It’s a new year! Are expecting or experiencing new beginnings? Changes in ministry? A new job? Additions to your family? The mile marker of a new year is a good time to remember that God is with us in our transitions. New beginnings are the best time to reflect on where we’ve come from and move into the future with a joyful hope.
And on that note, as you move into your new beginnings, one great reminder is to look forward by looking back. Consider the experience if the Israelites in Joshua chapter 4.
When the whole nation had finished crossing the Jordan, the Lord said to Joshua, “Choose twelve men from among the people, one from each tribe, and tell them to take up twelve stones from the middle of the Jordan, from right where the priests are standing, and carry them over with you and put them down at the place where you stay tonight.” So Joshua called together the twelve men he had appointed from the Israelites, one from each tribe, and said to them, “Go over before the ark of the Lord your God into the middle of the Jordan. Each of you is to take up a stone on his shoulder, according to the number of the tribes of the Israelites, to serve as a sign among you. In the future, when your children ask you, ‘What do these stones mean?’ tell them that the flow of the Jordan was cut off before the ark of the covenant of the Lord. When it crossed the Jordan, the waters of the Jordan were cut off. These stones are to be a memorial to the people of Israel forever.” (Joshua 4:1-7 NIV)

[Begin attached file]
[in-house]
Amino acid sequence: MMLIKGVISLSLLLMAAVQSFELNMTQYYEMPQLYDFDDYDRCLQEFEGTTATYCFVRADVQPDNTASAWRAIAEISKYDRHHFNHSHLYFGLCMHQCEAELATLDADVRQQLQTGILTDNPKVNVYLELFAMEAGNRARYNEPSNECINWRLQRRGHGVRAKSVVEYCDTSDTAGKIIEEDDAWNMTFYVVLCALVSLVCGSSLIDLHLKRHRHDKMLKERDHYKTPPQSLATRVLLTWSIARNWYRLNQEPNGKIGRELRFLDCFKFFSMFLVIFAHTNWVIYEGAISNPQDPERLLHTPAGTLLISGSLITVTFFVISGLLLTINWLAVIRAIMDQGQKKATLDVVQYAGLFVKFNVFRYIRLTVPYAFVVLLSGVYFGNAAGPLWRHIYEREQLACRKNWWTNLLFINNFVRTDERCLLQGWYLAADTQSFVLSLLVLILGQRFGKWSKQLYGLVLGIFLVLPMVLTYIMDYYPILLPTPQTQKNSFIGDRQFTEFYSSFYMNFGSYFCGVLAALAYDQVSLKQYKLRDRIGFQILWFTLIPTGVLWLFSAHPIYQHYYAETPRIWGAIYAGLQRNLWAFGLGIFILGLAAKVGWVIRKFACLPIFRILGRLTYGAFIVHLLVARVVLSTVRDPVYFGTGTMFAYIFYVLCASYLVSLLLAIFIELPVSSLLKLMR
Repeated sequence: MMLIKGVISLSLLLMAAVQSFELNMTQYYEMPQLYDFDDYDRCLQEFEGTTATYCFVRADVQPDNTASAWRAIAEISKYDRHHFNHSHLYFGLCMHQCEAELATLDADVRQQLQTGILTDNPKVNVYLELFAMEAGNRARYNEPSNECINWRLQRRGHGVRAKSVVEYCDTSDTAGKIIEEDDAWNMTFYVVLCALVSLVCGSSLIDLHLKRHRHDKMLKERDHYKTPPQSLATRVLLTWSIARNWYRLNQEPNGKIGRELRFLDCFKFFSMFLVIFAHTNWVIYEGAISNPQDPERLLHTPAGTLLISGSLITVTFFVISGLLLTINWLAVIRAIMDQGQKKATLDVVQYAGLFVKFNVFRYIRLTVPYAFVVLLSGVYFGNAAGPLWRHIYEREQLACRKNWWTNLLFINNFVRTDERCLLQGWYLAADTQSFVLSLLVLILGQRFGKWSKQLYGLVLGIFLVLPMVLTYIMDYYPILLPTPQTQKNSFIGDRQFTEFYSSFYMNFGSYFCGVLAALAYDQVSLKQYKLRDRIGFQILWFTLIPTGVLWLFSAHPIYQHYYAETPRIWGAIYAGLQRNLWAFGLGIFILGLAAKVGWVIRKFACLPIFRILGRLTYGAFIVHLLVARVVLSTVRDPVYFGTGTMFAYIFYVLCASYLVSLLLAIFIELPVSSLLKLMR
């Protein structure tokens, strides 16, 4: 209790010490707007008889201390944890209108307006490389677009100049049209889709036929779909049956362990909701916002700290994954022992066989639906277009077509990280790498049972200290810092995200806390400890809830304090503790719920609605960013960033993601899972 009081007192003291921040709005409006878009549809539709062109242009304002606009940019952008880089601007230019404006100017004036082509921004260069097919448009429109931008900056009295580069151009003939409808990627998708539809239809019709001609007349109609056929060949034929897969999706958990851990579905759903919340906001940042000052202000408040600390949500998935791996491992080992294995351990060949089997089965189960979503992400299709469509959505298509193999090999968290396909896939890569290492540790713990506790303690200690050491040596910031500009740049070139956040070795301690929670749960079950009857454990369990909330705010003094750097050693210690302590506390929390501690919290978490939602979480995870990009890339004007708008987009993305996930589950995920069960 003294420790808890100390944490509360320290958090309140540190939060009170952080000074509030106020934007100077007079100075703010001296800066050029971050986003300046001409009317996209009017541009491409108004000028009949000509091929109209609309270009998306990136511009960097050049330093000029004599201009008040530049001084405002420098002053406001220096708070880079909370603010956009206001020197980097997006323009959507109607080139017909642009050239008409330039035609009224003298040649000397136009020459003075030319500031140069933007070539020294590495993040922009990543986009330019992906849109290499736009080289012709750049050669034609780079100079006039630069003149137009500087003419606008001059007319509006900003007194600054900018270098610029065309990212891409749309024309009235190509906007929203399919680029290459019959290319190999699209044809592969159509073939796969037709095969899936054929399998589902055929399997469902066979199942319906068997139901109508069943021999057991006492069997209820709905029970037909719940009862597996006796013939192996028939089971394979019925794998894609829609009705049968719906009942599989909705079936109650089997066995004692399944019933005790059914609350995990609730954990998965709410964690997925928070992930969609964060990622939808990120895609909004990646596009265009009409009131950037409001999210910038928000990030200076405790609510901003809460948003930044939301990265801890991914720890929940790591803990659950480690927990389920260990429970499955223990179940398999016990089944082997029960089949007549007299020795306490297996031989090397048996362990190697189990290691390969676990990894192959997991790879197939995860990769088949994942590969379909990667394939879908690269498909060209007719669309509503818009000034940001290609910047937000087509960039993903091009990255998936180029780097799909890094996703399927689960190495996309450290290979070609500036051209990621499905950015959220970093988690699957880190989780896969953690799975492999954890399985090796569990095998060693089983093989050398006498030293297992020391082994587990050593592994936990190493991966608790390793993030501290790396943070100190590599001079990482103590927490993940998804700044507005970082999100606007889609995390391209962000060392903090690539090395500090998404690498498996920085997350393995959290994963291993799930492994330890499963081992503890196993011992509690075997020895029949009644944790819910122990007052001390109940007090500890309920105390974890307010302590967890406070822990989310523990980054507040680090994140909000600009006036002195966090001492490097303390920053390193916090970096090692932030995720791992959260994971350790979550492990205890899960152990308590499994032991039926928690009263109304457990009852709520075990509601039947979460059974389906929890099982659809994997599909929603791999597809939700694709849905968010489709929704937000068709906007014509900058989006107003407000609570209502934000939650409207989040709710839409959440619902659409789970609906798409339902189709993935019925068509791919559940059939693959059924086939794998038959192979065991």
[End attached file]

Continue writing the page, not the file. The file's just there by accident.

Why do we need memorials? Because we so often forget. We forget the mighty hand of God and His intimate presence in our lives. We forget the answers to prayer and the moments of meditation. We forget the miracles. So New Year’s resolutions are great, and maybe even a few transitions. But one thing that does not change is God, and so while we may be contemplating a few adjustments, we can be sure that the constant will be God’s presence and direction in our life.
Make it a point this new year to put down a few stones along the way. And a year from now we can look back, reflect on what the stones mean, and say, “These stones are to be a memorial to me, so I remember, forever.”